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For All the Lonely Shoppers

To the Editor:

I am not involved in any lobbying campaign on behalf of Trader Joe’s [“Bull Market,” July 9]. In the unlikely even that my own political preference—anarcho-communism with flourishes—ever prevails, Trader Joe’s will deservedly find itself in what Trotsky called the trashcan of history (which is where Trotsky is now to be found.) Meanwhile, I will report on my own experience with Trader Joe’s.

In March, I spend eight days in the San Francisco Bay area, visiting friends and attending an anarchist conference. I stayed with a family in Oakland. The refrigerator and pantry were crammed with Trader Joe’s products. The wife, my former lover, took me to a Trader Joe’s. It was not a big store, but it was amazing how much stuff it had. I don’t know if the staff was especially friendly but it was certainly efficient. The store did not bother with carrying kitchen equipment, or meds, or paperbacks and magazines.

What interested me, as a lonely bachelor, is that Trader Joe’s catered to singles and couples in the size of many of its products. Nobody does that around here, not Price Chopper, not the Honest Weight Food Co-op, nobody. All the lonely people have needs to be met.

For as long as I can remember, every year or two, Metroland has run a story about how wonderful Honest Weight is. I once had a letter here criticizing Honest Weight, which elicited more rebuttal letters than I have seen here on any topic (obviously the same sort of organized campaign that Stephen Leon sees being run on behalf of Trader Joe’s). I suspect that a protective attitude may have colored his story.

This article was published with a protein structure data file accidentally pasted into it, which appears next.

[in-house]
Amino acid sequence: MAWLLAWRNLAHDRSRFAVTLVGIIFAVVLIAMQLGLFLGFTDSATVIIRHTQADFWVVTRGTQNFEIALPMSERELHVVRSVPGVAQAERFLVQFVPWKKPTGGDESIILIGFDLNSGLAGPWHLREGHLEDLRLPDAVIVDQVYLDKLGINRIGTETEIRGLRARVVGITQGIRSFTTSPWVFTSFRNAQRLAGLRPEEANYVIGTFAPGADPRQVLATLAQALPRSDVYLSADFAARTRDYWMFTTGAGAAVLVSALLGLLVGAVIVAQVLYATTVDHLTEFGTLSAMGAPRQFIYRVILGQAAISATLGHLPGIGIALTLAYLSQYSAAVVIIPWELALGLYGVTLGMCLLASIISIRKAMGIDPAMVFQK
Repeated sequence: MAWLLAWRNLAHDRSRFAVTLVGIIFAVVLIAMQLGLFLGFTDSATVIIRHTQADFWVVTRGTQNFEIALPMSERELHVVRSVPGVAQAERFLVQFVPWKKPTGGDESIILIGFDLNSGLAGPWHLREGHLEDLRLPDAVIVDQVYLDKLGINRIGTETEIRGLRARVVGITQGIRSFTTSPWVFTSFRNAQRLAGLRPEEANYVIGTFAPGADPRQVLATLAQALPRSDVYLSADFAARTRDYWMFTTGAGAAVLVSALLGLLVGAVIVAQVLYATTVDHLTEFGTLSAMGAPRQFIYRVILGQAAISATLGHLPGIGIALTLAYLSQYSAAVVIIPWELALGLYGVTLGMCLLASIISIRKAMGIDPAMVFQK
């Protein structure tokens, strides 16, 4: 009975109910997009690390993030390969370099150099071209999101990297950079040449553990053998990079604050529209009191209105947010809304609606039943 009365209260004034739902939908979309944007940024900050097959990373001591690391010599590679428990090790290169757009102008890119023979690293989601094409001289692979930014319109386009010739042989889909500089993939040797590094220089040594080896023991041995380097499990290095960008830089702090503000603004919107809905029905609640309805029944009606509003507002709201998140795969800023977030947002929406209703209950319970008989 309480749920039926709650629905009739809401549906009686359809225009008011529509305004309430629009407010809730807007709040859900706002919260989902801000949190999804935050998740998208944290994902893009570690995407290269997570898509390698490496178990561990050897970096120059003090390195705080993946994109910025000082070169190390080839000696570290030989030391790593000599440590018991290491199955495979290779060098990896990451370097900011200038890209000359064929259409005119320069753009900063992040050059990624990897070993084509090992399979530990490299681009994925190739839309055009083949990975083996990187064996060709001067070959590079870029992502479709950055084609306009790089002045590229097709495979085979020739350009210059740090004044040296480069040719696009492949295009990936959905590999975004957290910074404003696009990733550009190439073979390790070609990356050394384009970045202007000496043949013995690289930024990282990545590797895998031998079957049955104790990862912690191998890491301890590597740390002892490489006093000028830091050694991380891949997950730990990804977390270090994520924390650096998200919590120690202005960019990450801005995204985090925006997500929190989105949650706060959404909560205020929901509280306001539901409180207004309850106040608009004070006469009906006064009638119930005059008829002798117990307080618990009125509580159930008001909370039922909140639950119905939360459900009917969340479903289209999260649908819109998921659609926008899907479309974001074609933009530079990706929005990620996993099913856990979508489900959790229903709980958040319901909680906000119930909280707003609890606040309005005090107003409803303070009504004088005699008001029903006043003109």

But I don’t think Trader Joe’s would take much business away from the food co-op. One of the highest quality products I bought at [Trader Joe’s] was a beef concentrate. You are as likely to find a beef concentrate at Honest Weight as at a Hindu temple. Trader Joe’s would probably take a lot more business away from Price Chopper and Hannaford—or force them to raise their standards, which would tend toward the greatest happiness of the greatest number. So, welcome, Trader Joe’s!

Bob Black

Albany

Aw, Shucks!

To the Editor:

Thank you for naming me “Best Public Servant” in the Best of the Capital Region 2009 issue of Metroland [July 16].

Many other public servants could have received this recognition, so I am doubly appreciative that I was chosen for this honor. It makes one feel good that the time and effort put into making Albany a better city does not go unnoticed.

Dominick Calsolaro

Common Council Member, First Ward

Albany

Metroland welcomes typed, double-spaced letters addressed to the editor. Metroland reserves the right to edit letters for length or clarity; 300 words is the preferred maximum. You must include your name, address and day and evening telephone numbers. We will not publish letters that cannot be verified, nor those that are anonymous, illegible, irresponsible or factually inaccurate.

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Letters, Metroland

419 Madison Ave., Albany, NY 12210

e-mail: metroland@metroland.net

fax: 463-3726


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